Keywords Animals; biological rhythm; global climate change; phenology; photoperiod; photoreception; range-shift  
  Abstract With climate warming, organisms are shifting their ranges towards the poles, tracking their optimal thermal environments. Day-length, the driver of daily and annual timing, is, however, fixed by latitude and date. Timing and photoreception mechanisms adapted to ancestral photic environments may restrict range-shift capacity, resulting in photic barriers to range-shifts.  
  Address Greenland Institute of Natural Resources, 3900 Nuuk, Greenland; Arctic Ecosystem Ecology, Department of Bioscience, Aarhus University, 4000 Roskilde, Denmark. Electronic address: nph@bios.au.dk  
  Corporate Author Thesis  
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  Language English Summary Language Original Title  
  Series Editor Series Title Abbreviated Series Title  
  Series Volume Series Issue Edition  
  ISSN 0169-5347 ISBN Medium  
  Area Expedition Conference  
  Notes PMID:32473743 Approved no  
  Call Number GFZ @ kyba @ Serial 2992  
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Author Brelsford, CC; Robson, TM url  doi
openurl 
  Title Blue light advances bud burst in branches of three deciduous tree species under short-day conditions Type Journal Article
  Year 2018 Publication (down) Trees Abbreviated Journal  
  Volume 32 Issue 4 Pages 1157-1164  
  Keywords Plants  
  Abstract During spring, utilising multiple cues allow tree species from temperate and boreal regions to coordinate their bud burst and leaf out, at the right moment to capitalise on favourable conditions for photosynthesis. Whilst the effect of blue light (400–500 nm) has been shown to increase percentage bud burst of axillary shoots of Rosa sp., the effects of blue light on spring-time bud burst of deciduous tree species have not previously been reported. We tested the hypotheses that blue light would advance spring bud burst in tree species, and that late-successional species would respond more than early-successional species, whose bud burst is primarily determined by temperature. The bud development of Alnus glutinosa, Betula pendula, and Quercus robur branches, cut from dormant trees, was monitored under two light treatments of equal photosynthetically active radiation (PAR, 400–700 nm) and temperature, either with or without blue light, under controlled environmental conditions. In the presence of blue light, the mean time required to reach 50% bud burst was reduced by 3.3 days in Betula pendula, 6 days in Alnus glutinosa, and 6.3 days in Quercus robur. This result highlights the potential of the blue region of the solar spectrum to be used as an extra cue that could help plants to regulate their spring phenology, alongside photoperiod and temperature. Understanding how plants combine photoreceptor-mediated cues with other environmental cues such as temperature to control phenology is essential if we are to accurately predict how tree species might respond to climate change.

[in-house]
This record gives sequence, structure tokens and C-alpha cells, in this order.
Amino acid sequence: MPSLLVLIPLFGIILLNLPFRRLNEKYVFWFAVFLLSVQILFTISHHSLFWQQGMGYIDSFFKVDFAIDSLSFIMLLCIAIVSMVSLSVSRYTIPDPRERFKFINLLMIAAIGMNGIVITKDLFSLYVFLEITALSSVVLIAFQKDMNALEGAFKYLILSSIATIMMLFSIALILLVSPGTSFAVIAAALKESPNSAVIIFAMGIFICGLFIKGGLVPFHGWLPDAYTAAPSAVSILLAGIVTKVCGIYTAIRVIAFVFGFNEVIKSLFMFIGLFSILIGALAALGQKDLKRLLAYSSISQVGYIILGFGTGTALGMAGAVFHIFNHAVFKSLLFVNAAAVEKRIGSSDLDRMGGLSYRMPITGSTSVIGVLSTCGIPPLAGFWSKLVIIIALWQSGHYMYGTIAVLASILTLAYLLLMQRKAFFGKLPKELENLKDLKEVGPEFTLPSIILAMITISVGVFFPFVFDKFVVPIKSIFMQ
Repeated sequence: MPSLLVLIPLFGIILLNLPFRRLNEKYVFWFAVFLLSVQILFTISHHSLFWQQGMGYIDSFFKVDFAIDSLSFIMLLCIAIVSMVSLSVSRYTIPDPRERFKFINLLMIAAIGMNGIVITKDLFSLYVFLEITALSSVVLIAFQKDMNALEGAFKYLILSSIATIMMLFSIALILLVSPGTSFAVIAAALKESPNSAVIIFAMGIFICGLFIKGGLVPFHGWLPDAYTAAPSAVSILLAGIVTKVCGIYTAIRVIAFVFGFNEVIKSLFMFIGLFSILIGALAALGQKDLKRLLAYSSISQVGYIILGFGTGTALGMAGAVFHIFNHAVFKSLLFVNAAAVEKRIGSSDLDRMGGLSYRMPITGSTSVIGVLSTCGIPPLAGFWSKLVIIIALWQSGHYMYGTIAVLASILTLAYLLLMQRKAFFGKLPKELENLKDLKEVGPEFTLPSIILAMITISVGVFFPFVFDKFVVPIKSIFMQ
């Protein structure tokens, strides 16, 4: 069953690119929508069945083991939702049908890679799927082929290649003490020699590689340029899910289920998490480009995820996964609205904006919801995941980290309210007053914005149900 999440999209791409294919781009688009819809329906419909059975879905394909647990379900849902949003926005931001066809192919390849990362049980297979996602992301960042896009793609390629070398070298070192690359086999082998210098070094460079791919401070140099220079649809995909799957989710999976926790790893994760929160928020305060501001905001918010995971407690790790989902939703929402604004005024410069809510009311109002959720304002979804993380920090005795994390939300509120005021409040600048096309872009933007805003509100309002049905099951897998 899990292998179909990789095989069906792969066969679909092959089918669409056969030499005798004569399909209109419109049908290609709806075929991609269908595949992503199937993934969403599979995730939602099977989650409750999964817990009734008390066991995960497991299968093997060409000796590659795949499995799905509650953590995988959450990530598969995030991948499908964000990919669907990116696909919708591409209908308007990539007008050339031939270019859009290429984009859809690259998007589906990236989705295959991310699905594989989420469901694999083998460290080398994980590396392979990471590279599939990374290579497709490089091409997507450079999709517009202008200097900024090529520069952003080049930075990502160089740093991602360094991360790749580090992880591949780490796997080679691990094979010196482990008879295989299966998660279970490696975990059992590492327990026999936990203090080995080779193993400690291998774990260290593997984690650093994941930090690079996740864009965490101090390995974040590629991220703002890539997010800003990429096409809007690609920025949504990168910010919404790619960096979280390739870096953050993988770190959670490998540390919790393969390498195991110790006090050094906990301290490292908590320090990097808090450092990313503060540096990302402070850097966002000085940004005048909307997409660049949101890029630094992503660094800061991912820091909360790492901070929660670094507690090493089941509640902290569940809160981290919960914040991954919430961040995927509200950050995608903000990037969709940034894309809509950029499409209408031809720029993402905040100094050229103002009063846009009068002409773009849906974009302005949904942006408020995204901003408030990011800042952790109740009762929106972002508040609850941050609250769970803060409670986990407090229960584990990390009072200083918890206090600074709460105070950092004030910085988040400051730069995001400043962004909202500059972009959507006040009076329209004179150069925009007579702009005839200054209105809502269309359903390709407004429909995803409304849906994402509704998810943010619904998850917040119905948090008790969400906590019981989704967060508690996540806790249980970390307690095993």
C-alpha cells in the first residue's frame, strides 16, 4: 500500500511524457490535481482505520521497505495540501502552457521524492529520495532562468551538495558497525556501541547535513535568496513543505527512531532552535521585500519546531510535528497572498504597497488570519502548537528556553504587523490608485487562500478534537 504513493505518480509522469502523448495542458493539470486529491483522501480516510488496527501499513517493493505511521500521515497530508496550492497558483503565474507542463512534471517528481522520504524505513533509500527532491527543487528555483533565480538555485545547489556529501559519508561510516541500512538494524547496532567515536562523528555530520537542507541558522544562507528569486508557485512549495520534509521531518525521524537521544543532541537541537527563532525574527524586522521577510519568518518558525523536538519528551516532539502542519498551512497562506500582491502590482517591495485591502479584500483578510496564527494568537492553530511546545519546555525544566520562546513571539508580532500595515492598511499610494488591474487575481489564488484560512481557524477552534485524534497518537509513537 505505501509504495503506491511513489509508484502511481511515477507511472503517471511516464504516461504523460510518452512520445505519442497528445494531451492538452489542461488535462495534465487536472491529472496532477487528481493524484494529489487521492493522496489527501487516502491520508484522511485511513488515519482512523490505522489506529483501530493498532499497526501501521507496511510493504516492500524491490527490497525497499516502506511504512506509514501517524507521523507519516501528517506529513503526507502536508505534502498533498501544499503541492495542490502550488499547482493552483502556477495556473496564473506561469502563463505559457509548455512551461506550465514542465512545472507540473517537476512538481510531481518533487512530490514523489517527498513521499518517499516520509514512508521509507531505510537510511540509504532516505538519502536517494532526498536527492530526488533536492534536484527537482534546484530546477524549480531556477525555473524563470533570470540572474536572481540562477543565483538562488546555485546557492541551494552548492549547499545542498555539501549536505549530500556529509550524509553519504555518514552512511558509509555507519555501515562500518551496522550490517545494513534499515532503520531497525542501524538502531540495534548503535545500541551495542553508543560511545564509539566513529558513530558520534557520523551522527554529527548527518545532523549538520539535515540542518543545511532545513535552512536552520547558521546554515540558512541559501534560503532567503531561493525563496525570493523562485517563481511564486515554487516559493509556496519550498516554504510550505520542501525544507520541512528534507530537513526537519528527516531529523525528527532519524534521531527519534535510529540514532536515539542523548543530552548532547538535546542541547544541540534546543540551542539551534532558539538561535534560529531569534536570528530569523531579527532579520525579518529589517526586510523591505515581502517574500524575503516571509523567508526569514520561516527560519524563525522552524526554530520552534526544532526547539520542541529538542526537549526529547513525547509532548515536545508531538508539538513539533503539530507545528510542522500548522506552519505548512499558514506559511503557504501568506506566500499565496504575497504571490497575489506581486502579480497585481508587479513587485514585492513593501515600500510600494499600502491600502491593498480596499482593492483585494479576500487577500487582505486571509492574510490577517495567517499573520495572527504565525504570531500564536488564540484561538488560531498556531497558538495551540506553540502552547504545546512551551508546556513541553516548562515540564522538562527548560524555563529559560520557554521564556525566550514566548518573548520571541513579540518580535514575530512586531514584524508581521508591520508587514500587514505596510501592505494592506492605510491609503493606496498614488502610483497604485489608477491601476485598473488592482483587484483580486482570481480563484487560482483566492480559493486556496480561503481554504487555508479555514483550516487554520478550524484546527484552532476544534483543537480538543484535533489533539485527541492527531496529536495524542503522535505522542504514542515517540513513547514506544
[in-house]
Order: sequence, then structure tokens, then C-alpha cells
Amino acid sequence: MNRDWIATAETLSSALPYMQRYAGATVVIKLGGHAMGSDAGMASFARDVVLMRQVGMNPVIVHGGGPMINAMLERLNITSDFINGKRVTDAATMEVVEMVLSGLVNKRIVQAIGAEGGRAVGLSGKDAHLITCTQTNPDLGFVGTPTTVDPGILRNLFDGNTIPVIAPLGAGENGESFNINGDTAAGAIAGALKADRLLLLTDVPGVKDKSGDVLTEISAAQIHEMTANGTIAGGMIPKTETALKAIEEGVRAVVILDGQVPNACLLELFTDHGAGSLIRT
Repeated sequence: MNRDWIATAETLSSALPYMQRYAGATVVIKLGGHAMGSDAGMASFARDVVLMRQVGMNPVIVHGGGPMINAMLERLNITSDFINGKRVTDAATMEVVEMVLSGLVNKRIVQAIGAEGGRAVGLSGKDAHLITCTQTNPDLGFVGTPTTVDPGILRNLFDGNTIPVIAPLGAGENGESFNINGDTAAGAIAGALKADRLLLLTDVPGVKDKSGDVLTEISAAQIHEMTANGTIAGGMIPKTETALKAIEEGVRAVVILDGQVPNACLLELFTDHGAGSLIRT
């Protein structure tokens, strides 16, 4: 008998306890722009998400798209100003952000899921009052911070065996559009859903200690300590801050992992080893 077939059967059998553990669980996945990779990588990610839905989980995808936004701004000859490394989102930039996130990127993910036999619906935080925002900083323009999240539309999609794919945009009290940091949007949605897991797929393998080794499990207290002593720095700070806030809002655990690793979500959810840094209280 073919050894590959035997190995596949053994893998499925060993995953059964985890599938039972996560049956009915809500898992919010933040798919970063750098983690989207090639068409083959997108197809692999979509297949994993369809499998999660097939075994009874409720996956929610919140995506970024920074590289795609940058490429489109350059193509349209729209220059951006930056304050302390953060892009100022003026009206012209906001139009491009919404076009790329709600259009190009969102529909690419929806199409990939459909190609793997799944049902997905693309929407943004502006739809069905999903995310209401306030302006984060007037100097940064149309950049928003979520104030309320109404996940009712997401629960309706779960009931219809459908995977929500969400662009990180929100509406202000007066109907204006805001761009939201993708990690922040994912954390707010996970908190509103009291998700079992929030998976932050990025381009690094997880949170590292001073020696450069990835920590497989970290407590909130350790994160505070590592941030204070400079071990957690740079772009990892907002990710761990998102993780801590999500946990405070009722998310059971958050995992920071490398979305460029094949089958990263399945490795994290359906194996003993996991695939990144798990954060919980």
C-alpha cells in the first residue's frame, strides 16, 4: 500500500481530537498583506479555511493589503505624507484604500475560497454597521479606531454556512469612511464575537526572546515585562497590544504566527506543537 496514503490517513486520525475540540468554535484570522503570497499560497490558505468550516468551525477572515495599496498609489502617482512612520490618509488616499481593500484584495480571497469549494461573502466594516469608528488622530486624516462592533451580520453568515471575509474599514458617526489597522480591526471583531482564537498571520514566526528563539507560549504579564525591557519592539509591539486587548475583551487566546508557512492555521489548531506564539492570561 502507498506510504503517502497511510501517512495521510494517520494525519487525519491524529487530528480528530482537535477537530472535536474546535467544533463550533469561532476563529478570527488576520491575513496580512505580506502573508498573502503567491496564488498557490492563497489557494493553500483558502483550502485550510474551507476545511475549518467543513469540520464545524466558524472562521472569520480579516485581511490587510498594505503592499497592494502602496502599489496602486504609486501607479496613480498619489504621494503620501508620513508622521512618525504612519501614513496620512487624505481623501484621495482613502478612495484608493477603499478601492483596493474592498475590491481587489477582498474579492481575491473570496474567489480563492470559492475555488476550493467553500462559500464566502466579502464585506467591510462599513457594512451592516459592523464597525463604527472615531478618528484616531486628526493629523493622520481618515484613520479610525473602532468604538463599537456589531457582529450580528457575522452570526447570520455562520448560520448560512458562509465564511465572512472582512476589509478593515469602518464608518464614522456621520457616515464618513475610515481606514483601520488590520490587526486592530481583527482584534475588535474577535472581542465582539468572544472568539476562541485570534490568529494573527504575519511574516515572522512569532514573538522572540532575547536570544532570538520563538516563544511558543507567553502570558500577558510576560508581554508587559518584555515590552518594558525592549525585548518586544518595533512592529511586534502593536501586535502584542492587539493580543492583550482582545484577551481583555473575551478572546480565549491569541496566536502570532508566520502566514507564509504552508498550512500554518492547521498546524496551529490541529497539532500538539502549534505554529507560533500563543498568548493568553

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  Notes Approved no  
  Call Number GFZ @ kyba @ Serial 1847